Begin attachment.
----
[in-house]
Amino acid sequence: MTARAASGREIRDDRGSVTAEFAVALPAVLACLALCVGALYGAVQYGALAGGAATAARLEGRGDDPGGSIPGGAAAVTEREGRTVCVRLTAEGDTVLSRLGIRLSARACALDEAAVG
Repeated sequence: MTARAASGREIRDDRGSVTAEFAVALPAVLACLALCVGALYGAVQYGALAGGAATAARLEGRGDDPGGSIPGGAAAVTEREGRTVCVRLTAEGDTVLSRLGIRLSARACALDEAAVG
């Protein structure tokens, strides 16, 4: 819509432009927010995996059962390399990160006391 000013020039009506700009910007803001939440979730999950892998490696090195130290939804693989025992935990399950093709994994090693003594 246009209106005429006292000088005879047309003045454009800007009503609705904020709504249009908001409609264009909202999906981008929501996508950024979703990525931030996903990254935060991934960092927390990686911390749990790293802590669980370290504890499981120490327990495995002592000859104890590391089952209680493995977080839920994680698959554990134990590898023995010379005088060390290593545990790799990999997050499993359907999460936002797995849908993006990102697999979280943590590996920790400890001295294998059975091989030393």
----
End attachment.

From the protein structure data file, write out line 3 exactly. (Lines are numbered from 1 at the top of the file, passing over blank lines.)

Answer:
Repeated sequence: MTARAASGREIRDDRGSVTAEFAVALPAVLACLALCVGALYGAVQYGALAGGAATAARLEGRGDDPGGSIPGGAAAVTEREGRTVCVRLTAEGDTVLSRLGIRLSARACALDEAAVG